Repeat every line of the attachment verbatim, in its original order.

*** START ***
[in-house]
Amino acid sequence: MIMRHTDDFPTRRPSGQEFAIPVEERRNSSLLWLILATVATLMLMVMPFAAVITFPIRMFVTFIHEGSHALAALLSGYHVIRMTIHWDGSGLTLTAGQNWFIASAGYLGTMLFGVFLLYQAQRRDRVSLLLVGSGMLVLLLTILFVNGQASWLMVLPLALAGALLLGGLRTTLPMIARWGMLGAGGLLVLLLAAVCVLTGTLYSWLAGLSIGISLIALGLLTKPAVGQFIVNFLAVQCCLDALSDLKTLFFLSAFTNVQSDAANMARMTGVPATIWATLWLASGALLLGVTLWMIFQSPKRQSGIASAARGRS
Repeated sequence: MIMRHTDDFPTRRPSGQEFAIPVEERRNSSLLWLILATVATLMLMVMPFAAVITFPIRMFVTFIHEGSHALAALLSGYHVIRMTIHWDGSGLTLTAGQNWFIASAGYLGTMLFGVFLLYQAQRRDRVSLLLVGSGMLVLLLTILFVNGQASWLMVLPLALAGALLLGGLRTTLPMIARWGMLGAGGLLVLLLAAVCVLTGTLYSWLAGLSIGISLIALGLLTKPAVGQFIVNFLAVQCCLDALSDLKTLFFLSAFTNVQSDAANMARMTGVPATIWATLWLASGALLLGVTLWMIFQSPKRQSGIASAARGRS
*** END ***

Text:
[in-house]
Amino acid sequence: MIMRHTDDFPTRRPSGQEFAIPVEERRNSSLLWLILATVATLMLMVMPFAAVITFPIRMFVTFIHEGSHALAALLSGYHVIRMTIHWDGSGLTLTAGQNWFIASAGYLGTMLFGVFLLYQAQRRDRVSLLLVGSGMLVLLLTILFVNGQASWLMVLPLALAGALLLGGLRTTLPMIARWGMLGAGGLLVLLLAAVCVLTGTLYSWLAGLSIGISLIALGLLTKPAVGQFIVNFLAVQCCLDALSDLKTLFFLSAFTNVQSDAANMARMTGVPATIWATLWLASGALLLGVTLWMIFQSPKRQSGIASAARGRS
Repeated sequence: MIMRHTDDFPTRRPSGQEFAIPVEERRNSSLLWLILATVATLMLMVMPFAAVITFPIRMFVTFIHEGSHALAALLSGYHVIRMTIHWDGSGLTLTAGQNWFIASAGYLGTMLFGVFLLYQAQRRDRVSLLLVGSGMLVLLLTILFVNGQASWLMVLPLALAGALLLGGLRTTLPMIARWGMLGAGGLLVLLLAAVCVLTGTLYSWLAGLSIGISLIALGLLTKPAVGQFIVNFLAVQCCLDALSDLKTLFFLSAFTNVQSDAANMARMTGVPATIWATLWLASGALLLGVTLWMIFQSPKRQSGIASAARGRS